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Transpl Int. 1997;10(5):369-74.

A prospective study on the effect of recipient nutritional status on outcome in liver transplantation.

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Liver and Hepatobiliary Unit, Queen Elizabeth Hospital, Edgbaston, Birmingham, UK.


In a prospective study, we have examined the effect of nutritional status, using anthropometric measurements, on outcome in 102 consecutive adult patients undergoing elective orthotopic liver transplantation. Mid-arm muscle circumference was calculated from these two measurements. Patient outcome variables were time spent in the intensive therapy unit, total time in hospital, infective complications and mortality within 6 months. Graft outcome variables were early graft function, peak aspartate transaminase, alkaline phosphatase, bilirubin and prothrombin time. Group A patients were below and group B patients above the 25th percentile for mid-arm circumference and triceps skin fold thickness. Eighty-four patients (79%) were at or below the 25th percentile of anthropometric measurements and 30 patients (28%) were below the 5th percentile. The median mid-arm muscle circumference in group A was 22.3 (range 16.4-28.9) cm and 25.7 (range 21.7-31.8) cm in group B. The medial albumin level was similar in the two groups. There were significantly more bacterial infections in group A (27/84, 32%) than in group B (2/22, 8%; chi(2) = 5.4, P = 0.02). There was a difference in mortality up to 6 months post-operatively that failed to reach statistical significance (Wilcoxon-Gehan statistic -199, P = 0.09). There were 11/84 (13%) deaths in group A and no deaths in group B (chi(2) = 2.8, P = 0.09). Post transplantation, there were significant differences (Kruskal-Wallis Anova) between groups A and B for peak alkaline phosphatase (683 vs 334 IU/I, P = 0.05) and peak prothrombin time [16 (range 13-25) vs 19.5 (range 12-65), P = 0.03]. These data suggest that a significant proportion of patients undergoing liver transplantation are nutritionally compromised and that this has effects on patient infection, susceptibility, graft function and mortality, which may possibly be improved by nutritional intervention.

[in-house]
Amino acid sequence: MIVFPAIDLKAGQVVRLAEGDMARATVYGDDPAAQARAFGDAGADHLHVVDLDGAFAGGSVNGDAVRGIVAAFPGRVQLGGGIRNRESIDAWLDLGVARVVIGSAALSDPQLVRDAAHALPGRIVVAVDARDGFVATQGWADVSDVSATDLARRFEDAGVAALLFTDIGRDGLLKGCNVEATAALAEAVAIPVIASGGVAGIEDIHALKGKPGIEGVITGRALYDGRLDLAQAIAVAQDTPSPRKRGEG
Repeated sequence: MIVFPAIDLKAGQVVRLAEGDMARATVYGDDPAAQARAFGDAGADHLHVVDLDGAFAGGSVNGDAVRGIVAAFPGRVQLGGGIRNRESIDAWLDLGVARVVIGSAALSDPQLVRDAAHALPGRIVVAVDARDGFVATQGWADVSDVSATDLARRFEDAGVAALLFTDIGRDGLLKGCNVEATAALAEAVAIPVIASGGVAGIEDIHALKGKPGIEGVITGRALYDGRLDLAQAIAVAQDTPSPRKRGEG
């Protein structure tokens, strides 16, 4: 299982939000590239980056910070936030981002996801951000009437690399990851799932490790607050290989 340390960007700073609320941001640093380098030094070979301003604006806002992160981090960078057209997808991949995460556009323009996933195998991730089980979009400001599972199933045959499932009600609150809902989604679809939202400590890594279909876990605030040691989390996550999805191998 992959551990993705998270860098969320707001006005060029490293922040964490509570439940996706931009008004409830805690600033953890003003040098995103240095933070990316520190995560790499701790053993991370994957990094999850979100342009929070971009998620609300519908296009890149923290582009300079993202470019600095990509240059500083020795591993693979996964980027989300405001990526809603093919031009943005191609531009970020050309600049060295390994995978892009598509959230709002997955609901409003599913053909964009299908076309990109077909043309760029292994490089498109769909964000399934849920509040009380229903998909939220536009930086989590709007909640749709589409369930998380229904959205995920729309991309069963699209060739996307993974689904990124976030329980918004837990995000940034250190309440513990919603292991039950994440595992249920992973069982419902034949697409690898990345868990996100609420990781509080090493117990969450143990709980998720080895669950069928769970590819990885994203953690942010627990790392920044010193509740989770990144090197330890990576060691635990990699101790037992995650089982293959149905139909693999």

[Indexed for MEDLINE]

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